[T]he EEOC must inform the employer about the specific allegation, as the Commission typically does in a letter announcing its determination of “reasonable cause.”. . . Such notice properly describes both what the employer has done and which employees (or what class of employees) have suffered as a result. And the EEOC must try to engage the employer in some form of discussion (whether written or oral), so as to give the employer an opportunity to remedy the allegedly discriminatory practice. Judicial review of those requirements (and nothing else) ensures that the Commission complies with the statute. . . . [and] allows the EEOC to exercise all the expansive discretion Title VII gives it to decide how to conduct conciliation efforts and when to end them. And such review can occur consistent with the statute’s non-disclosure provision, because a court looks only to whether the EEOC attempted to confer about a charge, and not to what happened (i.e., statements made or positions taken during those discussions.)

While the Court’s decision will be disappointing to most employers given the manner in which the EEOC has been exercising its discretion, at least the agency cannot be the sole judge of whether it has ignored its statutory duty to conciliate.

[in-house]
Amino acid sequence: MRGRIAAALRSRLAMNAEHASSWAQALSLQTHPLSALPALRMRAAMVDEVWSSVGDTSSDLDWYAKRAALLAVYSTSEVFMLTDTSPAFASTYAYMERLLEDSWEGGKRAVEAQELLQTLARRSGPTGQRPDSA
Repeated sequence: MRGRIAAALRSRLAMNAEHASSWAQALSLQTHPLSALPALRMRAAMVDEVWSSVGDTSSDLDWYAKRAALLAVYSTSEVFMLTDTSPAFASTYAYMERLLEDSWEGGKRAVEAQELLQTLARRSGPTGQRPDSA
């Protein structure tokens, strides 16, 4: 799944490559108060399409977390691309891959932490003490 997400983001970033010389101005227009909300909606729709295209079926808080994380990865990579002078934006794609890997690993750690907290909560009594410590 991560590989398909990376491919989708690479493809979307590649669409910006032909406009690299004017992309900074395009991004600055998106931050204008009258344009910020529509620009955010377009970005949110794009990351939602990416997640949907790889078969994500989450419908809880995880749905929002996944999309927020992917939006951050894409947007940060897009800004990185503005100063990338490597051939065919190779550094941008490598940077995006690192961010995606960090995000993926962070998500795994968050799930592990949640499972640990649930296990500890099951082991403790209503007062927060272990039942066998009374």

For more information regarding this or other labor and employment issues, please contact Scott J. Wenner, past chair of Schnader’s Labor and Employment Practices Group. 

The materials posted on Schnader.com and SchnaderWorks.com are prepared for informational purposes only and should not be considered as providing legal advice or creating an attorney-client relationship. Please see our disclaimer page for a full explanation

New York City Council Votes to Limit Credit Checks by Employers

April 21, 2015

By Scott J. Wenner

On April 16, the New York City Council passed Intro 261A, which bans the use of credit checks to screen applicants for employment except in enumerated circumstances. The legislation, which was supported by Mayor Bill de Blasio and was sponsored by 40 of the 51 members of the Council, is expected to be signed and become law promptly.  It purports to prohibit “discrimination based on consumer credit history” – a practice that is said to adversely affect black and Hispanic workers disproportionately.